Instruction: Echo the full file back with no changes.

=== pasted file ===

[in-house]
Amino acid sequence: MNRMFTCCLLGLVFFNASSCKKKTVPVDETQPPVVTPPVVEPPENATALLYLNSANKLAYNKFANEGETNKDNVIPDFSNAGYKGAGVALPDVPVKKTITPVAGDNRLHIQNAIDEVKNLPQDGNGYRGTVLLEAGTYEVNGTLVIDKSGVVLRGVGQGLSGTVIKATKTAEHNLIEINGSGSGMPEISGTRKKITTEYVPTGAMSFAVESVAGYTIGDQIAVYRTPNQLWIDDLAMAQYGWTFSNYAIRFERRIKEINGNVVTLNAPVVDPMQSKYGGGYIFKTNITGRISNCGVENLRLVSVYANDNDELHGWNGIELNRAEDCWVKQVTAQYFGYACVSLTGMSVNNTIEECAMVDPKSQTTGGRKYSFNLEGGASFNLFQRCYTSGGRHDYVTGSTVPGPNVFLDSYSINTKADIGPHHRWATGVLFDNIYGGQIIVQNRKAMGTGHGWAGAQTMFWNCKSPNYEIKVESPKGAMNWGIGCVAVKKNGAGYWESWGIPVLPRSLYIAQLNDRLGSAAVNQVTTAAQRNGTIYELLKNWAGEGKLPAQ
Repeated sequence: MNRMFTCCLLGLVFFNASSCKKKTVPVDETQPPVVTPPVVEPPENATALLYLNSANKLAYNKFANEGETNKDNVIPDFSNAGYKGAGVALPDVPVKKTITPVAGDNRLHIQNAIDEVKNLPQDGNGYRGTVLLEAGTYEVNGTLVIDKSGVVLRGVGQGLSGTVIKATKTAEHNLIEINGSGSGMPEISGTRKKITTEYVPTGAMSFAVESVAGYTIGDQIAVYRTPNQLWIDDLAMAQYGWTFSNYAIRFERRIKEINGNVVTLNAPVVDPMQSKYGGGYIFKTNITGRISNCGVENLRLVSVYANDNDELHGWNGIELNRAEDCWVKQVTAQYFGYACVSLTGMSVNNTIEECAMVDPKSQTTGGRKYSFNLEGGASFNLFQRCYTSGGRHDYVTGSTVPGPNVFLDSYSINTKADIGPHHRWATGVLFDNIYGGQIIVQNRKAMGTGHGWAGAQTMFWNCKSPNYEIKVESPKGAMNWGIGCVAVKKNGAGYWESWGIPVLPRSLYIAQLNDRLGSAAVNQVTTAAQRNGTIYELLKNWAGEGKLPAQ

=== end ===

[in-house]
Amino acid sequence: MNRMFTCCLLGLVFFNASSCKKKTVPVDETQPPVVTPPVVEPPENATALLYLNSANKLAYNKFANEGETNKDNVIPDFSNAGYKGAGVALPDVPVKKTITPVAGDNRLHIQNAIDEVKNLPQDGNGYRGTVLLEAGTYEVNGTLVIDKSGVVLRGVGQGLSGTVIKATKTAEHNLIEINGSGSGMPEISGTRKKITTEYVPTGAMSFAVESVAGYTIGDQIAVYRTPNQLWIDDLAMAQYGWTFSNYAIRFERRIKEINGNVVTLNAPVVDPMQSKYGGGYIFKTNITGRISNCGVENLRLVSVYANDNDELHGWNGIELNRAEDCWVKQVTAQYFGYACVSLTGMSVNNTIEECAMVDPKSQTTGGRKYSFNLEGGASFNLFQRCYTSGGRHDYVTGSTVPGPNVFLDSYSINTKADIGPHHRWATGVLFDNIYGGQIIVQNRKAMGTGHGWAGAQTMFWNCKSPNYEIKVESPKGAMNWGIGCVAVKKNGAGYWESWGIPVLPRSLYIAQLNDRLGSAAVNQVTTAAQRNGTIYELLKNWAGEGKLPAQ
Repeated sequence: MNRMFTCCLLGLVFFNASSCKKKTVPVDETQPPVVTPPVVEPPENATALLYLNSANKLAYNKFANEGETNKDNVIPDFSNAGYKGAGVALPDVPVKKTITPVAGDNRLHIQNAIDEVKNLPQDGNGYRGTVLLEAGTYEVNGTLVIDKSGVVLRGVGQGLSGTVIKATKTAEHNLIEINGSGSGMPEISGTRKKITTEYVPTGAMSFAVESVAGYTIGDQIAVYRTPNQLWIDDLAMAQYGWTFSNYAIRFERRIKEINGNVVTLNAPVVDPMQSKYGGGYIFKTNITGRISNCGVENLRLVSVYANDNDELHGWNGIELNRAEDCWVKQVTAQYFGYACVSLTGMSVNNTIEECAMVDPKSQTTGGRKYSFNLEGGASFNLFQRCYTSGGRHDYVTGSTVPGPNVFLDSYSINTKADIGPHHRWATGVLFDNIYGGQIIVQNRKAMGTGHGWAGAQTMFWNCKSPNYEIKVESPKGAMNWGIGCVAVKKNGAGYWESWGIPVLPRSLYIAQLNDRLGSAAVNQVTTAAQRNGTIYELLKNWAGEGKLPAQ